Gus Dur doubts Megawati can do a better job
The President questions her ability to run Indonesia and her supporters say his comments will fuel further fire.
President Abdurrahman Wahid yesterday cast doubt on Vice-President Megawati Sukarnoputri’s ability to run Indonesia as he fought to hold on to power.
With impeachment proceedings looming in the background, his public criticism of his deputy – saying he doubted if she could do the job any better – signalled a deepening rift with Ms Megawati which could backfire on him, analysts said.
“The President questioned whether Ms Megawati controlling the government will actually make the government better,” Mr Siswono Yudohusodo, a People’s Consultative Assembly (MPR) legislator, told reporters after meeting Mr Abdurrahman.
There was no comment from Ms Megawati to what was a clear sign that the President was in no mood to give up his position to her.
But members of her Indonesian Democratic Party-Perjuangan (PDI-P) hit out at Mr Abdurrahman for “making comments that will fuel further fire”.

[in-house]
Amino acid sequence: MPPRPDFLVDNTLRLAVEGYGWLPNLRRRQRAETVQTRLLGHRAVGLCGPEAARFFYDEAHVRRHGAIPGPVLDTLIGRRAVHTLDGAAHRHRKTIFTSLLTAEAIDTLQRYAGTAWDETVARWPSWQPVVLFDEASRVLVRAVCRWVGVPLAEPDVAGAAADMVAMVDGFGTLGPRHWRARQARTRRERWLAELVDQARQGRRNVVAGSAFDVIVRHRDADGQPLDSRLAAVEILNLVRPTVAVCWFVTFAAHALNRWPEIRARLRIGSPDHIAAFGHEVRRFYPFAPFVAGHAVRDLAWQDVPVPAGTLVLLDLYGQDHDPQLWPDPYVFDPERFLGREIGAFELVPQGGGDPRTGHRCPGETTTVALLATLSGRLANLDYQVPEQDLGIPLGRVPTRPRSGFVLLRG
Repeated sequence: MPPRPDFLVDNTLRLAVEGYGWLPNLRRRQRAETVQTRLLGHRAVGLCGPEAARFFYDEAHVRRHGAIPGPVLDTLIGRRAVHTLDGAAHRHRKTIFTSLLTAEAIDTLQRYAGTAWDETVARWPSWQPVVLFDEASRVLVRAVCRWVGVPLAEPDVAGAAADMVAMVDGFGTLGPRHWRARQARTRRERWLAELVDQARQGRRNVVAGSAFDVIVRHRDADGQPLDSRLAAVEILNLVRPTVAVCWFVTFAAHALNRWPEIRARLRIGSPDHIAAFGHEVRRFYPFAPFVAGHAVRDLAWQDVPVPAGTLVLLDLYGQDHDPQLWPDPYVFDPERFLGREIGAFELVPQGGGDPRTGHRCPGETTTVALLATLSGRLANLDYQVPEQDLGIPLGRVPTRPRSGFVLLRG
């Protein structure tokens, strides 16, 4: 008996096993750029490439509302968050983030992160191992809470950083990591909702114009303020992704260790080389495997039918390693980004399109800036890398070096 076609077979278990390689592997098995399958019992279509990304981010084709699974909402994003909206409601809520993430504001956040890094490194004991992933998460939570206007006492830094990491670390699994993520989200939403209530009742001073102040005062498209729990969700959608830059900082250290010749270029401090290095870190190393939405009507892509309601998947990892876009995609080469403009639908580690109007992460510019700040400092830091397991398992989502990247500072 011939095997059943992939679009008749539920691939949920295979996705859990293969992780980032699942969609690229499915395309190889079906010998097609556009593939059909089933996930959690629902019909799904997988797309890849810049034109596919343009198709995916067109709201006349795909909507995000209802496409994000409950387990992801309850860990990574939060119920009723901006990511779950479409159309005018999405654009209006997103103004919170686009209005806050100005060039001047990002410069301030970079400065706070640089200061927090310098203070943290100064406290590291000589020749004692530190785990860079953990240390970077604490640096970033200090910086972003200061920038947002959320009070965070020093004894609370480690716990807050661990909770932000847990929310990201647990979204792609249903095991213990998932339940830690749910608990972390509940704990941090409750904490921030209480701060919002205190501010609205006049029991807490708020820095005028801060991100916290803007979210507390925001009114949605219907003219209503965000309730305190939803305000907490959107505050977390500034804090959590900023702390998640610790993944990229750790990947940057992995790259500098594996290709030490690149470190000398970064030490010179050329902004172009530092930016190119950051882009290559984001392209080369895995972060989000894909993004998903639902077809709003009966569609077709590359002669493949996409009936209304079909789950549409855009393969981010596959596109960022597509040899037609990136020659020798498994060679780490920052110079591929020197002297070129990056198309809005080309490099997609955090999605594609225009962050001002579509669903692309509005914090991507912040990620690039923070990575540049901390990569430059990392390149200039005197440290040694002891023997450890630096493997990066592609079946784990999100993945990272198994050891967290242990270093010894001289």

Mr Heri Achmadi, the PDI-P secretary told The Straits Times: “There are little grounds for him to have made such remarks. What is his proof that she is not good enough?
“Like previous remarks he has made on other Cabinet members, his comments on Megawati will do little to improve the general political climate … His relationship with Megawati will only get worse.”
This is not the first time he has criticised her.
On several occasions – in private meetings with aides, Muslim scholars and businessmen – he has reportedly questioned her ability to lead the country out of its current crisis.
He has also commented on her personal life, alleging close links to an adjutant.
This has not gone down well with Ms Megawati, her influential husband Taufik Kiemas – who at one time supported Mr Abdurrahman – and with PDI-P members in general.
Sources said that the relationship continued to fray after several recent meetings Ms Megawati had with Mr Abdurrahman. She has also reportedly refused to strike a political deal to let him stay on until 2004. His opponents have not made things easier for him: they have made Ms Megawati their leading candidate to replace him.
Ms Megawati might be cautious about going for the political jugular, preferring that he resigned voluntarily. But observers noted that as ties soured, it would be easier for her to dump him.
Said an influential Golkar legislator: “Mega wants things to proceed in a constitutional manner. But with the President trying to undermine her credibility repeatedly, she will sooner or later support legislators to oust him.
“Gus Dur has shot himself in the foot.”